Monday night, I received an order for my Valentine’s Day inspired red tissue paper heart card that simply says “Te Amo” for a gentleman located in the United Kingdom.
This is the first time I’ve sold this card (Hooray for first sale and congrats to me on an international sale to boot!) and I contacted the seller to let them know I’d be making a fresh one for them and asked if they needed it rushed. Now, of course, ordering something across the ocean rushed is a bad idea. I mean, we won’t even talk about time needed for the seller to write and mail the card, but mail and customs require time. Additional time.
Tuesday night, I made the card and packaged it up for Wednesday. Wednesday around 1:00pm, or just in time for the rain storm that started and went on until I slowly made it up the hill to the Post Office in soaking wet flip flops that only made the trek slower and longer. But I made it without any falling or sliding, well, minimal sliding.
When I walked in, I went straight to the counter and asked what would be the best method for getting a small package to England by the upcoming Tuesday. The woman who helped me said, “Honey, you need express mail. That’s 3-5 business days and it’s going to cost $38. If you do priority it’s 6-10 days, but cheaper.”
Without any hesitation, I packaged the card (the single card!) into an express envelope, filled out the proper paper work, including a customs form and went back to the counter. A different employee asked me if I was sure I wanted to spend $38 to send this package and I told her, “Well, yeah, it’s going to have to get there.”
With that said, I paid her my money and then walked out of the post office.
When I had a free moment, I emailed the customer and explained that I mailed the package express and that it is estimated, but not guaranteed delivery between Friday and Tuesday. I asked him to let me know as soon as he got the package, so I could confirm that it made it and then told him that the package had cost $38 instead of $4, but that I wasn’t going to ask him for the additional $34. Instead I was going to just scrap it as business and hoped he enjoyed the card.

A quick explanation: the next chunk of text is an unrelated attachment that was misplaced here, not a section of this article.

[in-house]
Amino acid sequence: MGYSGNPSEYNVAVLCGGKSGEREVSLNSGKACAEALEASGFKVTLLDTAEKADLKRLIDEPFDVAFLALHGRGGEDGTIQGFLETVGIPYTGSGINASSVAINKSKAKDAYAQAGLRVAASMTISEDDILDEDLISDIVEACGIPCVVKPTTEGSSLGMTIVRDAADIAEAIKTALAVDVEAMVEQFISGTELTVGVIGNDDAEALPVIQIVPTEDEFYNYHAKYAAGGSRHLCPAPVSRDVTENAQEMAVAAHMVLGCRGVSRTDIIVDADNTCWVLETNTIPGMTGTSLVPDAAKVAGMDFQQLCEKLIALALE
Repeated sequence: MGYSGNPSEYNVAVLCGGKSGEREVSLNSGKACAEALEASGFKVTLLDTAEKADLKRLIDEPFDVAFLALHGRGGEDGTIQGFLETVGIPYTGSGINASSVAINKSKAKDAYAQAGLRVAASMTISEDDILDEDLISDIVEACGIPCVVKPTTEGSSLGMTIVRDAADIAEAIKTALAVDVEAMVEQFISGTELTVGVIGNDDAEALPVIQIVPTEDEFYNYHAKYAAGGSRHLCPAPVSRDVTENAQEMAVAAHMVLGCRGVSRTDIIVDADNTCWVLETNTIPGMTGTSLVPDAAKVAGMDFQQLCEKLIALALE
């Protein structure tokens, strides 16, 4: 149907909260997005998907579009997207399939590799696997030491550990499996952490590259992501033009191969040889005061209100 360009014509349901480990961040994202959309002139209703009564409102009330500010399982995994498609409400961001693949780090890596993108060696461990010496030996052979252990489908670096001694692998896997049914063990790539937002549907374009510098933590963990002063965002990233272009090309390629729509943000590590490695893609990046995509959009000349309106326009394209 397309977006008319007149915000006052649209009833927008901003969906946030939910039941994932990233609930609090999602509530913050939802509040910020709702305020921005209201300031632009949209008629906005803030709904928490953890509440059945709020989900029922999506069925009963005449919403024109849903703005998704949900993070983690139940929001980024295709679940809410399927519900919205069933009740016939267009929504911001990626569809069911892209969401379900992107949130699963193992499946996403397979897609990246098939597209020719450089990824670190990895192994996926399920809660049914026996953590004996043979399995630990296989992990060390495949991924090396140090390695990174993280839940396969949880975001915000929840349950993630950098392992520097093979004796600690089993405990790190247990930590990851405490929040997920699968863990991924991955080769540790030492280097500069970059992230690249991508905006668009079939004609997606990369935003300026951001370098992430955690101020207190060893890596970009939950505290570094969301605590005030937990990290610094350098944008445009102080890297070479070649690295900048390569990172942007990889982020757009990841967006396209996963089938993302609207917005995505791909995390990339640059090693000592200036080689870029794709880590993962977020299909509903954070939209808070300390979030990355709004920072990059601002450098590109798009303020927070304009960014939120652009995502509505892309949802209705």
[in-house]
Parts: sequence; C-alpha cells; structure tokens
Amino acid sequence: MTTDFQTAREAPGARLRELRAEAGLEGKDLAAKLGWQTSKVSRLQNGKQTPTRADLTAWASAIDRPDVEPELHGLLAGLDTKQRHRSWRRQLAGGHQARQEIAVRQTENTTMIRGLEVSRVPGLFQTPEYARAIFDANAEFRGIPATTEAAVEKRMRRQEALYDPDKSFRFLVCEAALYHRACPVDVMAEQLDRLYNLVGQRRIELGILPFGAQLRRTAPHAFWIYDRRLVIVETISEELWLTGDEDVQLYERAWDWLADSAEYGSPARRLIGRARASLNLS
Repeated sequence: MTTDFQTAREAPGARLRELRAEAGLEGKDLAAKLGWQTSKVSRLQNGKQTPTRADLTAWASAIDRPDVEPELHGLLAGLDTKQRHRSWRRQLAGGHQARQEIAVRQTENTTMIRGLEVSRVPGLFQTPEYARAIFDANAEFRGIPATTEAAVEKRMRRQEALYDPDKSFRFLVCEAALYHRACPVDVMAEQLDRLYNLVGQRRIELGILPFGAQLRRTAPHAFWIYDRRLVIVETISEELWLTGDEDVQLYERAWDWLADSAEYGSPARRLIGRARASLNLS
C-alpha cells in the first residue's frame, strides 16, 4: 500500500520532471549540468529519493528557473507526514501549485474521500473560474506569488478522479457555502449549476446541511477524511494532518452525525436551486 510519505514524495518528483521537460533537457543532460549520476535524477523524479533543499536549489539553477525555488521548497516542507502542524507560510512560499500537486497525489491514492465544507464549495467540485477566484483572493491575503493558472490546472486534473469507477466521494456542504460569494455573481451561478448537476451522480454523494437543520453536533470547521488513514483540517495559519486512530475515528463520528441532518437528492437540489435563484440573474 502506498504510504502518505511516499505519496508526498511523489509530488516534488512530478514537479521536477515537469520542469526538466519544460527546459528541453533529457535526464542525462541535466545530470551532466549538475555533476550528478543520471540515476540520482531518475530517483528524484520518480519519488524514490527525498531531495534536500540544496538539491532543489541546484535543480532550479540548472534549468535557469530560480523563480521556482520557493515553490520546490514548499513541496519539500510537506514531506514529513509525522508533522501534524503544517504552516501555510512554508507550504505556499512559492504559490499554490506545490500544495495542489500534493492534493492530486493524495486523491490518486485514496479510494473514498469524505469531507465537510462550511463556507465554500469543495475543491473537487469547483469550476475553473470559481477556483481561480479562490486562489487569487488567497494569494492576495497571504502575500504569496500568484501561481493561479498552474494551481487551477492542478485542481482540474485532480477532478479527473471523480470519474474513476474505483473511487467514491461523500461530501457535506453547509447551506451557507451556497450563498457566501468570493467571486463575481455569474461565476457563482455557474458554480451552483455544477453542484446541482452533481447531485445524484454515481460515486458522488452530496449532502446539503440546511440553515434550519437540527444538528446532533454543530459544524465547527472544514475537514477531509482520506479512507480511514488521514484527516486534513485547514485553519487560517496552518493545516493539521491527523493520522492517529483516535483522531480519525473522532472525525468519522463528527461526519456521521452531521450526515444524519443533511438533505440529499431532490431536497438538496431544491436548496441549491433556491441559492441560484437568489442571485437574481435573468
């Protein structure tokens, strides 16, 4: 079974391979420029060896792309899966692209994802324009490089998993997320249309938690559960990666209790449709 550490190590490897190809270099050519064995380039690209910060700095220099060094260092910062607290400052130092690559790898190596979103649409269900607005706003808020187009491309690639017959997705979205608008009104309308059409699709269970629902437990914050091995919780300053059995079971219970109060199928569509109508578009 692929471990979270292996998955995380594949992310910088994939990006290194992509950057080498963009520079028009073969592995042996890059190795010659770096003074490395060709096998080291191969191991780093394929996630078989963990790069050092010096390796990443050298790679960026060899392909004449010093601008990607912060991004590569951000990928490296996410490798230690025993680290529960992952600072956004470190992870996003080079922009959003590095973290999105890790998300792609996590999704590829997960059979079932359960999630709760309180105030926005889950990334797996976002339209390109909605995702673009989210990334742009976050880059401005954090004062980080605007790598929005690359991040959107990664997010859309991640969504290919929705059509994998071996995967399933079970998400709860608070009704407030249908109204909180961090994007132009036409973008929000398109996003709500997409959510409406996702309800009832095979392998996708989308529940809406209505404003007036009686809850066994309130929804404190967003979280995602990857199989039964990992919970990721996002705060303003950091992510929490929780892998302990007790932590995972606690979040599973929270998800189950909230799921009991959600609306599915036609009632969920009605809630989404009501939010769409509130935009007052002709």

He quickly responded with appreciation and I followed up with the delivery code just in case he wanted to track it, if he can.
I will not lie and say that part of me didn’t hope that he would offer to pay the difference, but I didn’t expect it. What customer would pay $38 for a single card shipped to them? I wouldn’t pay that much! Okay, maybe I would because I’m crazy and I’ve done crazy things (ask me about that time I express mailed donuts from Portland to Jersey) to get an item I wanted someone to have to that person, but $38 for an $8 card is just shear lunacy!
Except that I paid the $34 dollars for that card. I said (to myself), “you know what, you came into my shop, you clearly liked my item so much that you bought it and were willing to pay me $12 for it, so what’s the big difference if I eat the cost to express mail the card to you? If the person you give the card to loves the card as much as the customer and as much as me, the maker and designer, then that card deserves to get to that person.”
Not to mention, it’s just plain good customer service.
I don’t know that the customer would have said “no, please refund my money and cancel the order (even though I had already made the card)”, but I know I didn’t even give him the chance. Instead of going back and forth in Etsy transaction convos explaining that the cost is $38 and I only charged him $4 and I would have to charge him the additional $34, I made the executive decision to mail the item and eat the cost. I told the guy only because he’d get the envelope and see the $38 price stamp on it and I didn’t want him to be surprised, or email me asking questions. No, I wanted complete transparency from the beginning.
When I told one friend about the shipping, she told me I was crazy and that she wouldn’t have done it. When I told another friend, she told me I did the right thing. It’s funny how different people and businesses respond to customer service issues. The important thing here is that when I walked out of the post office, I didn’t feel bad for having shelled out the money. Nor did I feel taken advantage of. I made the decision and I stand by the decision (please know I don’t think I have to defend my decision here). My heart and my gut told me that I was doing the right thing.
Would I do this again? More than likely. I mean it does help that I have income that I can use to make up the loss, but that may not be in the case in the future. What I do maintain though is that I think that $34 will find its way back to me and my pocket and my business. I’m not talking about Karma so much as putting forth an energy that tells my customers, “hey you, there, customer, I think you’re worth my time, my money, my product, and this moment”. You, reader, and I have no idea in what ways this will come back, but if it is as simple as a happy card receiver then I win and if it is a returning customer and a new customer and their friends, then I win again.
$34 dollars is a cheap shirt, or a few lattes. I think I can do without both for a bit.